EMORY (US) — Fear can make threatening objects appear more looming than they actually are, a recent study finds.
“Our results show that emotion and perception are not fully dissociable in the mind,” says Stella Lourenco, assistant professor of psychology at Emory University. “Fear can alter even basic aspects of how we perceive the world around us. This has clear implications for understanding clinical phobias.”
People generally have a well-developed sense for when objects heading towards them will make contact, including a split-second cushion for dodging or blocking the object, if necessary.
For the study, published in Current Biology, the researchers set up an experiment to test the effect of fear on the accuracy of that skill.
Participants made time-to-collision judgments of images on a computer screen. The images expanded in size over one second before disappearing, to simulate “looming,” an optical pattern used instinctively to judge collision time. They were instructed to gauge when each of the visual stimuli on the computer screen would have collided with them by pressing a button.
The participants tended to underestimate the collision time for images of threatening objects, such as a snake or spider, as compared to non-threatening images, such as a rabbit or butterfly.
The results challenge the traditional view of looming, as a purely optical cue to object approach.
“We’re showing that what the object is affects how we perceive looming. If we’re afraid of something, we perceive it as making contact sooner,” says co-author Matthew Longo, a psychologist at Birkbeck, University of London.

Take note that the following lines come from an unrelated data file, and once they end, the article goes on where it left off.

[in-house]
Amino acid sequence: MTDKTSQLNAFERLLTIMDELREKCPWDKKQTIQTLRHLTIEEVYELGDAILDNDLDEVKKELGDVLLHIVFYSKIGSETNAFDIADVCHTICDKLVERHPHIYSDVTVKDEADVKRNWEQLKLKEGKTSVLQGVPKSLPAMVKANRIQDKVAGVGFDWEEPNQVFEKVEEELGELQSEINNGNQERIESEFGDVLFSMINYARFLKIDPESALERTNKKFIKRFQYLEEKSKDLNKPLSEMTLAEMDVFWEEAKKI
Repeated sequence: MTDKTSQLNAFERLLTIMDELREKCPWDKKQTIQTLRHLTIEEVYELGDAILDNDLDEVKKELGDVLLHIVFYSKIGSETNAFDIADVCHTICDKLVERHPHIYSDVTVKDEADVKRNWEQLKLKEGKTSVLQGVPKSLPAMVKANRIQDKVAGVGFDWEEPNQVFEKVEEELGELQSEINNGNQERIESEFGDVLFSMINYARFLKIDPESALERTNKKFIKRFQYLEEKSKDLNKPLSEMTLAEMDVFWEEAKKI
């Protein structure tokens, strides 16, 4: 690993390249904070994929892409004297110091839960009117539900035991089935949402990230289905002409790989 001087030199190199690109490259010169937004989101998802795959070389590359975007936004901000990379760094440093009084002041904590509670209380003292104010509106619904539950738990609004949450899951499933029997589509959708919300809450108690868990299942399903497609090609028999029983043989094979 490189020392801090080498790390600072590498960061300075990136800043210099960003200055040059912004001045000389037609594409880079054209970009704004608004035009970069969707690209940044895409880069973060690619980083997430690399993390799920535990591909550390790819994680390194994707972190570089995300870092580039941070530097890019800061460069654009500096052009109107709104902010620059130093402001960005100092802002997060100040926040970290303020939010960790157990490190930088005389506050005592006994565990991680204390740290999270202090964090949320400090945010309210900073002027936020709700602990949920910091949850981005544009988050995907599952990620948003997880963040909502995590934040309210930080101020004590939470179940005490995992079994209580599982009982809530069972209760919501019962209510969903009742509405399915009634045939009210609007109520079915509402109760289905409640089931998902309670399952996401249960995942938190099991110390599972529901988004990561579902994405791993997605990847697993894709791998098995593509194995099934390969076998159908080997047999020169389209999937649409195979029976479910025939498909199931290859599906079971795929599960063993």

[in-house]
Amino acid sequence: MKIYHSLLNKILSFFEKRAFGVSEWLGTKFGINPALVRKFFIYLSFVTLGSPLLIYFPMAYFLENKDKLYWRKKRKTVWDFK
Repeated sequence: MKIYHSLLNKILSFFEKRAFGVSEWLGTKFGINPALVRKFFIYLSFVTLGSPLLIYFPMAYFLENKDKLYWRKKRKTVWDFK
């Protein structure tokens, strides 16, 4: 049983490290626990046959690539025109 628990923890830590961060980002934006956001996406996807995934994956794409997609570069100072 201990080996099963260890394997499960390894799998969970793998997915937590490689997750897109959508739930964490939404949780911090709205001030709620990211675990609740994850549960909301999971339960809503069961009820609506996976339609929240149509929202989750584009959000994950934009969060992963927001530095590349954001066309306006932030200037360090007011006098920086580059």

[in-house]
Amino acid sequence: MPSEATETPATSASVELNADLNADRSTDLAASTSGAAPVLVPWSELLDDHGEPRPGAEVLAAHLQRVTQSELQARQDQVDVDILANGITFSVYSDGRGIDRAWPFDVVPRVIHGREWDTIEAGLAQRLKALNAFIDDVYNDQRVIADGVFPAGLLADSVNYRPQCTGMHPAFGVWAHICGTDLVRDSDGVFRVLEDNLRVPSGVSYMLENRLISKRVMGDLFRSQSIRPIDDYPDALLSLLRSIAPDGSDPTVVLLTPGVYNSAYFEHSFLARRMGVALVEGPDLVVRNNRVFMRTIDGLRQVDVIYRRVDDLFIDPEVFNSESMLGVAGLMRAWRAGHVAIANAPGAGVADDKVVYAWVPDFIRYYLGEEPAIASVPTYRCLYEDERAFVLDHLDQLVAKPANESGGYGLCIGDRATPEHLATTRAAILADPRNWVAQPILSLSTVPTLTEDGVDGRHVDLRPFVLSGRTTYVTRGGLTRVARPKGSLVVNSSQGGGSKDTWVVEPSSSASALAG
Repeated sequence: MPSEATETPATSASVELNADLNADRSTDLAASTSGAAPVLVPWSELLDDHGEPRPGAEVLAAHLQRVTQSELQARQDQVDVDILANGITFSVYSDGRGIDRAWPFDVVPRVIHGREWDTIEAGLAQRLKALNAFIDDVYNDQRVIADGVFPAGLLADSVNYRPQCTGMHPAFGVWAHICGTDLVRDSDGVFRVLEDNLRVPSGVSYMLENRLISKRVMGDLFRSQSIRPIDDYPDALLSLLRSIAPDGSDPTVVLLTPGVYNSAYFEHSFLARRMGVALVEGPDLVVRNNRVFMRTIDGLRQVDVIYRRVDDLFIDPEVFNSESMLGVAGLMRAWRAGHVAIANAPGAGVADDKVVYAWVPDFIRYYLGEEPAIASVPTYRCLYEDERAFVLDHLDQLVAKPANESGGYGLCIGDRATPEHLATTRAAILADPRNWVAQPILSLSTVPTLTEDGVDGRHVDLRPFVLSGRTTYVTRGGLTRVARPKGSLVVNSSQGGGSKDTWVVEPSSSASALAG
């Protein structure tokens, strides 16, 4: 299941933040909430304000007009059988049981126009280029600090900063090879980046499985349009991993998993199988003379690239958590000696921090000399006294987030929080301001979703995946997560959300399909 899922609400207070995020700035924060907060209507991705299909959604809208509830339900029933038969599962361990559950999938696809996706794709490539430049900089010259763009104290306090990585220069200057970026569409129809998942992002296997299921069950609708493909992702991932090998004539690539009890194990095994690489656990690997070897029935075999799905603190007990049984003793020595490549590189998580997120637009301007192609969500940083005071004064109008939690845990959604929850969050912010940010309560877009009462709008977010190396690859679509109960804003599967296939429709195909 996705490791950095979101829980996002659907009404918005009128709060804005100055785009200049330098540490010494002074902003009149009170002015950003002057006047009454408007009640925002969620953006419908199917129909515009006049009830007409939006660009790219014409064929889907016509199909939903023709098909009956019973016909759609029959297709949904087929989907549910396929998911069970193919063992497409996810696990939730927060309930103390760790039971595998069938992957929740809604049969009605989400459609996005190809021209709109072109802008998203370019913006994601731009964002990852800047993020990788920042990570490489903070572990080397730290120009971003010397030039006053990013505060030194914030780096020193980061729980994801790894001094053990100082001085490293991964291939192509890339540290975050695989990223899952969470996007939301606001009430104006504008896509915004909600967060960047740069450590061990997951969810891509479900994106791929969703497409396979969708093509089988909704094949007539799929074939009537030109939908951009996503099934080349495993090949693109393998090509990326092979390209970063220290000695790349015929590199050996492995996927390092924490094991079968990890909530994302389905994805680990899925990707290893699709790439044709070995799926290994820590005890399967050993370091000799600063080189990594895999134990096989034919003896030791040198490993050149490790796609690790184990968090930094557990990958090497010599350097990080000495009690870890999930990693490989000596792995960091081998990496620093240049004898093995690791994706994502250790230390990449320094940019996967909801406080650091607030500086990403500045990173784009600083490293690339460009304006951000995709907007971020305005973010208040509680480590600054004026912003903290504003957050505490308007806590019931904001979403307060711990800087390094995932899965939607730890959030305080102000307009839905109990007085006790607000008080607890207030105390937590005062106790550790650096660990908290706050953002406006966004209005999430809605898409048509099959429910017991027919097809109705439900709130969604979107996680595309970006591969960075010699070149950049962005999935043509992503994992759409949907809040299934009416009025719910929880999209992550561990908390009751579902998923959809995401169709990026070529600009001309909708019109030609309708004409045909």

“Even more striking, it is possible to predict how much a participant will underestimate the collision time of an object by assessing the amount of fear they have for that object,” Lourenco says.
“The more fearful someone reported feeling of spiders, for example, the more they underestimated time-to-collision for a looming spider. That makes adaptive sense: If an object is dangerous, it’s better to swerve a half-second too soon than a half-second too late.”
It’s unclear whether fear of an object makes the object appear to travel faster, or whether that fear makes the viewer expand their sense of personal space, which is generally about an arm’s length away.
“We’d like to distinguish between these two possibilities in future research,” Lourenco says. “Doing so will allow us to shed insight on the mechanics of basic aspects of spatial perception and the mechanisms underlying particular phobias.”
Source: Emory University